Temple Beth Tikvah is a Jewish Reform congregation serving Central Oregon and affiliated with the Union for Reform Judaism.
We welcome interfaith families, Jews by choice and Jews of all religious backgrounds.
Come check us out!
Services are held at
First Presbyterian Church
230 NE Ninth Street, Bend
Contact us at 541-388-8826 or email@example.com
P.O. Box 7472
Bend, OR 97708
Click here for information on our Sunday School & Hebrew School. Register now for 2016 - 2017
Our Social Action Committee is busy with projects for the Family Kitchen and Back Door Café. read more
Family Simchat Torah Celebration
Monday, October 24
5:30 – 7:00 pm
Downstairs Fellowship Hall at
First Presbyterian Church
Sing & Dance with the Torah
Celebrate with us as Rabbi Hershenson reads
the final section from Deuteronomy
and the opening section of Genesis
Pizza and Cupcakes for the kids
Supper in the Sukkah
Join Your TBT Friends and Family for Supper in the Sukkah!
This Saturday, October 22 from 3:00 - 6:00 pm
At the home of
Marlis Beier & Dean Sharpe
21833 Los Serranos, Bend
Bring the kids for family fun, activities, games and a potluck supper.
Our family Shabbat that coincided with our BBYO introduction brought a host of young faces out to share in the celebration. It was a joyous and fun-filled Shabbat, beginning with each of us wearing a paper with a saying related to the High Holy Days taped to our foreheads and having to ask others for clues to help us guess our phrase! It was a tremendous icebreaker and an opportunity to connect with new and old member families.
We were also gathered together to watch one man's dream finally come to fruition. Jerry Greenbach has been trying to get a Jewish youth group organized in Central Oregon for at least 4 years.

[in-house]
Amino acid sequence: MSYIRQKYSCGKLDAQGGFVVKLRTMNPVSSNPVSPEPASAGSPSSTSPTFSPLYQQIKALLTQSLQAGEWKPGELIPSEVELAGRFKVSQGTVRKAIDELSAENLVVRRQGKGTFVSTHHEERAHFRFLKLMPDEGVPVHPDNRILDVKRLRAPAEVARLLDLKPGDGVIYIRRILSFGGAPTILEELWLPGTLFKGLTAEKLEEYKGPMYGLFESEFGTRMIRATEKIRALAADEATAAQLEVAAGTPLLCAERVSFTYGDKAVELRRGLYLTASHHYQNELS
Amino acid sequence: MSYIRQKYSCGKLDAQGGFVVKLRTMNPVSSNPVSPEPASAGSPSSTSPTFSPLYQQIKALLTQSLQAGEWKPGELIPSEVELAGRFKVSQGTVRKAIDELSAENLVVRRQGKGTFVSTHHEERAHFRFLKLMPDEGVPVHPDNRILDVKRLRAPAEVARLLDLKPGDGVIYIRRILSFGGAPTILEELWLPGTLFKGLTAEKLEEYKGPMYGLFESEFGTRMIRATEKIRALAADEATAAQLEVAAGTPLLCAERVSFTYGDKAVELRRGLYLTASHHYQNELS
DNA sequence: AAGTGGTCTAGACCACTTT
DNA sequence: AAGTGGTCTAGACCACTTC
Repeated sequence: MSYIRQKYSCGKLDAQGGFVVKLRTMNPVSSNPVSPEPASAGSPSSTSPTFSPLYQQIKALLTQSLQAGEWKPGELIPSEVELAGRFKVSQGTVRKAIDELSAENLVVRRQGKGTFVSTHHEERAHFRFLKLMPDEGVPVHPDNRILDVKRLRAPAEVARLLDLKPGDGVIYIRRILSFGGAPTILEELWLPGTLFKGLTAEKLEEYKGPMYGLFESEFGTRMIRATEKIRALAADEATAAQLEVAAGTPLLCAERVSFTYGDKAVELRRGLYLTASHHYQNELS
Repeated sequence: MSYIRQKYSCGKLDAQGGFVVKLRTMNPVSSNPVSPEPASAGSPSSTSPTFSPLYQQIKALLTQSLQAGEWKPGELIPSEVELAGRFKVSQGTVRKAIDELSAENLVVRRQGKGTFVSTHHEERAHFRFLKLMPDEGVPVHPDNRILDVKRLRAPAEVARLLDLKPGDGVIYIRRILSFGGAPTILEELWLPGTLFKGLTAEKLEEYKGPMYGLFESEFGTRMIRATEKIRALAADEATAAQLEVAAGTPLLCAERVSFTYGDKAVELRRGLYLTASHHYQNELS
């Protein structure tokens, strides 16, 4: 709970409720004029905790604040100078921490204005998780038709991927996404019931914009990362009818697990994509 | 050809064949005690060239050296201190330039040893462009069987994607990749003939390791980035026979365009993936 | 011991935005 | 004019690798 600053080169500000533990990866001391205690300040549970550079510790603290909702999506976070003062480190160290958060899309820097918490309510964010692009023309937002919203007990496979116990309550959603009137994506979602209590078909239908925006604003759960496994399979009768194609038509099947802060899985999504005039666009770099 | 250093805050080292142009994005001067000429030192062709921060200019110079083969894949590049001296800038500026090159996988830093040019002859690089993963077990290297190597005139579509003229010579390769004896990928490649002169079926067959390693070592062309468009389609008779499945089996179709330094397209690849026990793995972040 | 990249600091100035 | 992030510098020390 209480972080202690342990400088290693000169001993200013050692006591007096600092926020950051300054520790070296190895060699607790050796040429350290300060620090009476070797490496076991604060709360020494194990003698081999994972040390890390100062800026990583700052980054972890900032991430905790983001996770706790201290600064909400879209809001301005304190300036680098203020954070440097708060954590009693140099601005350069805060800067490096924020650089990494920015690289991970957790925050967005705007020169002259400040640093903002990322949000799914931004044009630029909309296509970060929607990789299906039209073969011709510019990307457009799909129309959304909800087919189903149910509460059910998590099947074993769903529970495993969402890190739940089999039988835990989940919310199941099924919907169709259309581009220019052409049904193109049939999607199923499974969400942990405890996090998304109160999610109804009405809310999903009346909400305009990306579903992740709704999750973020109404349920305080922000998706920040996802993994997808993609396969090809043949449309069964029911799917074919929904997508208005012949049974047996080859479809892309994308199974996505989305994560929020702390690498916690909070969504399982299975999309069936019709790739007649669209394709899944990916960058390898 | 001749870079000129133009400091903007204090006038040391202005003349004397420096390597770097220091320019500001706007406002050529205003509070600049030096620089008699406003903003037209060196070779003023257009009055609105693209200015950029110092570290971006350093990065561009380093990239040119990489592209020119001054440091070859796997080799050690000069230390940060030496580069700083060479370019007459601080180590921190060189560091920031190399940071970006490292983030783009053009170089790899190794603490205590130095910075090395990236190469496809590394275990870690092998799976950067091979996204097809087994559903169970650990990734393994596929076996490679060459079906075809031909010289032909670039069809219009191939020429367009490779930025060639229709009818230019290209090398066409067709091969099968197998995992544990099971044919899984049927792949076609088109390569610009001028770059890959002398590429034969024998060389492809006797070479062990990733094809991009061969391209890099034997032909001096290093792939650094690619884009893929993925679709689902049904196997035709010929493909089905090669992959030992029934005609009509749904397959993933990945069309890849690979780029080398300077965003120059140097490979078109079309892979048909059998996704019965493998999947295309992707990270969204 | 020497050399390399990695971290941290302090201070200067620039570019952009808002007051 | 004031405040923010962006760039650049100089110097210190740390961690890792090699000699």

Greetings from Rabbi Hershenson
For a moment he felt shame. He had been away so long. So much time had passed since he last saw his home.
Then he said to himself: I must not be ashamed to come back. After all, it is to my own ancestral property that I return.
(Midrash Sifrei Devarim)
This midrash reminds me of the emotions Rosh Hashanah stirs in so many of us. The shofar calls us back to synagogue and services even if we don't really connect to the words of the machzor - the prayer book for the High Holy Days.
We feel guilty for all the services and Sunday school sessions we missed, despite when we missed them it was because we were busy and engaged in life: work, school, extra-curriculars, getting out into nature, bonding with our kids and grandkids, catching up with friends and neighbors, so on and so forth.
And then at some point our inner-monologue shifts: Wait a minute, if the synagogue is our spiritual home, it should be ready and waiting for us when we're ready to return.
And it is.